Universities offer mental health resources
Champion Township Police received a call Feb. 7 from the father of a reported 21-year-old suicidal woman at Kent State Trumbull, according to a 911 Dispatch call sheet.
The woman tried to slit her wrist with a pen while sitting inside her car in the college parking lot, the call sheet reads. She then ran toward the lake behind campus, intending to jump in. According to the call sheet, the woman’s boyfriend stayed with her until police arrived.
“We respond very quickly,” Champion police Chief Jeff White said. He said the department regularly responds to calls for suicidal individuals at residences, businesses and schools.
After officers arrived, the woman voluntarily went to a hospital to be examined, but she did not admit to being suicidal, according to the call sheet.
“Even though they are making those threats, they don’t realize that they have serious problems,” White said.
According to the National Institute of Mental Health, suicide is the second-leading cause of death among ages 10-34 after unintentional injury, and 8.8 percent of ages 18-25 report having thoughts about suicide.
However, fewer college students actually attempt suicide than people of the same age who are in the workforce — probably because students have resources available to them that others may not, said Ann Jaronski, director of Student Counseling at Youngstown State.
At YSU, concerned individuals can submit a Person of Concern form through the Office of Student Outreach and Support, said Jaronski.
Barbara Ozimek, counseling specialist at Kent State Trumbull, said Kent has a Care Team available for students, faculty and staff to alert counseling services if a student is displaying concerning behavior.
Still, the universities are not always aware of suicide attempts on campus. “Students don’t always report them, and hospitals only release information when students give them permission,” Ozimek said.
Because hospital and mental health records are confidential for anyone over the age of 18, parents also do not have access to their child’s information, including school counseling records.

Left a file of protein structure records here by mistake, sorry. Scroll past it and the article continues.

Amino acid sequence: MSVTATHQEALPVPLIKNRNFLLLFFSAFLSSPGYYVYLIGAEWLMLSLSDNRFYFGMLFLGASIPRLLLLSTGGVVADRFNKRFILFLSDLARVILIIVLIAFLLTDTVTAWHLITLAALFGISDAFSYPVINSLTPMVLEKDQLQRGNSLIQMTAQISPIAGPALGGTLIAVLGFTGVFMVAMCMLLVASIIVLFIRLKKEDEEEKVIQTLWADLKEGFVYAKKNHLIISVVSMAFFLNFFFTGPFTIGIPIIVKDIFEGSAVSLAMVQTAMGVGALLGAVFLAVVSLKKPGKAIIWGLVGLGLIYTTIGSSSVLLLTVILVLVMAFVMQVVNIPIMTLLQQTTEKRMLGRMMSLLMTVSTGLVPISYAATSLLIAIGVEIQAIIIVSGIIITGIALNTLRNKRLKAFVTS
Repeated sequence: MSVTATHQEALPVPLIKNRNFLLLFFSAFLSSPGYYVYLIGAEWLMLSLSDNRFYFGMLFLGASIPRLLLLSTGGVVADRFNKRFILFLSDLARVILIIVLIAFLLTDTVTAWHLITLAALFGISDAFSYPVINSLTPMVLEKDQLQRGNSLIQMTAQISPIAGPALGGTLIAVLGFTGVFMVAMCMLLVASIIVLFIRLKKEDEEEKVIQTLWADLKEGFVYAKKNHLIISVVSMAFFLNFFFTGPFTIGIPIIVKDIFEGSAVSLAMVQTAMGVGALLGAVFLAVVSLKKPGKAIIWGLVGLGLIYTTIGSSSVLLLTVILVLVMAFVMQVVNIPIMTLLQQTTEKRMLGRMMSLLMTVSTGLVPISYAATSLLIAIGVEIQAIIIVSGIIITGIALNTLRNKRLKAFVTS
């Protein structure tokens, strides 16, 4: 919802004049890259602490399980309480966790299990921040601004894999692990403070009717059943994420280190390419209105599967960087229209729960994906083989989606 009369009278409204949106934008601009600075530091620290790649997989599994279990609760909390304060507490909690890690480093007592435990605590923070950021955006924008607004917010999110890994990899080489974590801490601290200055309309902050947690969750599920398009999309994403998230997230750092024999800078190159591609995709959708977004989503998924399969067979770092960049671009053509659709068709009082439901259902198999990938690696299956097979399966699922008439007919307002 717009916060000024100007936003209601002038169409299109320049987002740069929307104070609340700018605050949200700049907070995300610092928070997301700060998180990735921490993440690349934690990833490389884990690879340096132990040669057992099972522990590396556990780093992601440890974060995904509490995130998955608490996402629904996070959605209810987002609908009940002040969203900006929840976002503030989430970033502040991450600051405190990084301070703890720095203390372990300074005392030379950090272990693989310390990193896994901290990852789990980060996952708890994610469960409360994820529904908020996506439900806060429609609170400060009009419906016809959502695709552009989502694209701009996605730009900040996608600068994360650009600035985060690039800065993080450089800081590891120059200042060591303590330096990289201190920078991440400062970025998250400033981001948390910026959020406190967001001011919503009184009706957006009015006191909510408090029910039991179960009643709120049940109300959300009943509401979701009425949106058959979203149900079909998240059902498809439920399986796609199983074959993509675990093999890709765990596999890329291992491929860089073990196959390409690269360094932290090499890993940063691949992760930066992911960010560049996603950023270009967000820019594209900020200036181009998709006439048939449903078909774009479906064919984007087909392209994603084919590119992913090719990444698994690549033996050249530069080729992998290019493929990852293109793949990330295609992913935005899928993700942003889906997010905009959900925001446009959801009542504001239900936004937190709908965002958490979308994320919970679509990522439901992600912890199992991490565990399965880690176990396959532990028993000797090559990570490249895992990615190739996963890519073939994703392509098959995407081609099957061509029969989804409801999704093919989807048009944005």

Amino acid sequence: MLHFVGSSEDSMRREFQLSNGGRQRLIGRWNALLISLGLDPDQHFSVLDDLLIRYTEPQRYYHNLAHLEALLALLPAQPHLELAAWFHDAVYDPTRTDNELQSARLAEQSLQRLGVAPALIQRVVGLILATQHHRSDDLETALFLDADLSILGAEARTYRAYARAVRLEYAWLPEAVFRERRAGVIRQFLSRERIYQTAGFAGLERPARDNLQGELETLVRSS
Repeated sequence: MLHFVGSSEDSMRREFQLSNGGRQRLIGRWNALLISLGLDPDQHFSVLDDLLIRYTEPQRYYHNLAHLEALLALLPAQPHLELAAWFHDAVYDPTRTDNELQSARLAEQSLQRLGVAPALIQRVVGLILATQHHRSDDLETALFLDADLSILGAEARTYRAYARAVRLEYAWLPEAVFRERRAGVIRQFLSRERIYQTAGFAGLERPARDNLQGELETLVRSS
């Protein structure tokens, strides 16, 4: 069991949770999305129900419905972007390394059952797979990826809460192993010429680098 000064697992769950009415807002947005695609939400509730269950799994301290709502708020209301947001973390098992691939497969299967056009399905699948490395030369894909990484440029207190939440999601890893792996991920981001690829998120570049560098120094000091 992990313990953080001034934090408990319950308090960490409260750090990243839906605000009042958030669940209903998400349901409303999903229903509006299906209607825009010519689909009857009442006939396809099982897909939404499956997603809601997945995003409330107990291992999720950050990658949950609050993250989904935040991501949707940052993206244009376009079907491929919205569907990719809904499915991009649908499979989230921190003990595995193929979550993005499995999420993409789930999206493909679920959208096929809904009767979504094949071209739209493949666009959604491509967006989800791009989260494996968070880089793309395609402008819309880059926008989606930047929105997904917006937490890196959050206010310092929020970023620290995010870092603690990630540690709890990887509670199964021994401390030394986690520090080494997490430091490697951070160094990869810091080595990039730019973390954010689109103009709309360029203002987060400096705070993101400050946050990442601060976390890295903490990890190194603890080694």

“Student counseling records are considered mental health records, and Ohio Revised Code — state law — covers confidentially and privilege of those records,” Jaronski said. She added state laws tend to be more stringent than the Family Educational Rights and Privacy Act, which covers confidentiality in educational records, or HIPPA, which applies to medical records.
However, these laws provide exceptions to confidentiality when there is imminent danger to an individual, said Jaronski.
“For example, law enforcement could do a wellness check on a person of concern,” said Jaronski. A person could also be forced to do an involuntary health check through a police “pink slip,” requiring them to stay in a hospital for up to three days, according to both Jaronski and White.
Counseling services at Kent Trumbull and YSU are well utilized, stressed Jaronoski and Ozimek.
“I can say that the number of students seeking counseling on campus has increased over the past five years,” Ozimek said.
At YSU, two clinicians are available to see students, said Jaronski, and they are almost always booked. In the 2017-18 school year, YSU Counseling saw 304 of the roughly 12,000 students on campus.
“I believe that if we had more licensed clinicians available to see students we would be serving more of our student body,” Jaronski said.
Still, both schools aim to create environments that improve students’ mental health. Kent Trumbull is working to create a food pantry so students will have access to food, an assurance that relieves stress, said Ozimek. Kent also has a yoga program, and YSU has a Meditation and Mindfullness Center.
“We hope to give our students coping mechanisms which will enhance their ability to manage stress,” Ozimek said, “… skills which they can utilize now and as they move forward in their careers.”